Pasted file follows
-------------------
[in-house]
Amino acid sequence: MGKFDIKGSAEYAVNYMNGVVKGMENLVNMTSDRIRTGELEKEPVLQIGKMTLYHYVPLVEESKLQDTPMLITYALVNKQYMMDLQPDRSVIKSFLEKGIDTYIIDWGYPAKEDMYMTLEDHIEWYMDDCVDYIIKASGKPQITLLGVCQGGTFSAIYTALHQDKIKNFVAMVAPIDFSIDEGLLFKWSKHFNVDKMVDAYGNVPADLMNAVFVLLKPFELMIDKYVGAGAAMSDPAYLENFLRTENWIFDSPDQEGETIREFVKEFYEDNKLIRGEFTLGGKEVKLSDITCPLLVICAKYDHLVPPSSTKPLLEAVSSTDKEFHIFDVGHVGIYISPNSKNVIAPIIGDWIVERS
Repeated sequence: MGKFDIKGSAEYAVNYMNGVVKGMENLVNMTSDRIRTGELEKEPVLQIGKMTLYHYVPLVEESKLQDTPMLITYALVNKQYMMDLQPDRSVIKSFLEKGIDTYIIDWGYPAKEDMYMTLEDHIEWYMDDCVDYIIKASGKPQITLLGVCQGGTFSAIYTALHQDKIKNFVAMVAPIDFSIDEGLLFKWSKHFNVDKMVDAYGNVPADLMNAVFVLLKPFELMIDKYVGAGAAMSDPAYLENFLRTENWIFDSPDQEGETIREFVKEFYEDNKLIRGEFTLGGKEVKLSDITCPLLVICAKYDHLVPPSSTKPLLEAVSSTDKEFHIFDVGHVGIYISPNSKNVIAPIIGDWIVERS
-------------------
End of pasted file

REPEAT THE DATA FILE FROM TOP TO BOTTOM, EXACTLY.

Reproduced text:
[in-house]
Amino acid sequence: MGKFDIKGSAEYAVNYMNGVVKGMENLVNMTSDRIRTGELEKEPVLQIGKMTLYHYVPLVEESKLQDTPMLITYALVNKQYMMDLQPDRSVIKSFLEKGIDTYIIDWGYPAKEDMYMTLEDHIEWYMDDCVDYIIKASGKPQITLLGVCQGGTFSAIYTALHQDKIKNFVAMVAPIDFSIDEGLLFKWSKHFNVDKMVDAYGNVPADLMNAVFVLLKPFELMIDKYVGAGAAMSDPAYLENFLRTENWIFDSPDQEGETIREFVKEFYEDNKLIRGEFTLGGKEVKLSDITCPLLVICAKYDHLVPPSSTKPLLEAVSSTDKEFHIFDVGHVGIYISPNSKNVIAPIIGDWIVERS
Repeated sequence: MGKFDIKGSAEYAVNYMNGVVKGMENLVNMTSDRIRTGELEKEPVLQIGKMTLYHYVPLVEESKLQDTPMLITYALVNKQYMMDLQPDRSVIKSFLEKGIDTYIIDWGYPAKEDMYMTLEDHIEWYMDDCVDYIIKASGKPQITLLGVCQGGTFSAIYTALHQDKIKNFVAMVAPIDFSIDEGLLFKWSKHFNVDKMVDAYGNVPADLMNAVFVLLKPFELMIDKYVGAGAAMSDPAYLENFLRTENWIFDSPDQEGETIREFVKEFYEDNKLIRGEFTLGGKEVKLSDITCPLLVICAKYDHLVPPSSTKPLLEAVSSTDKEFHIFDVGHVGIYISPNSKNVIAPIIGDWIVERS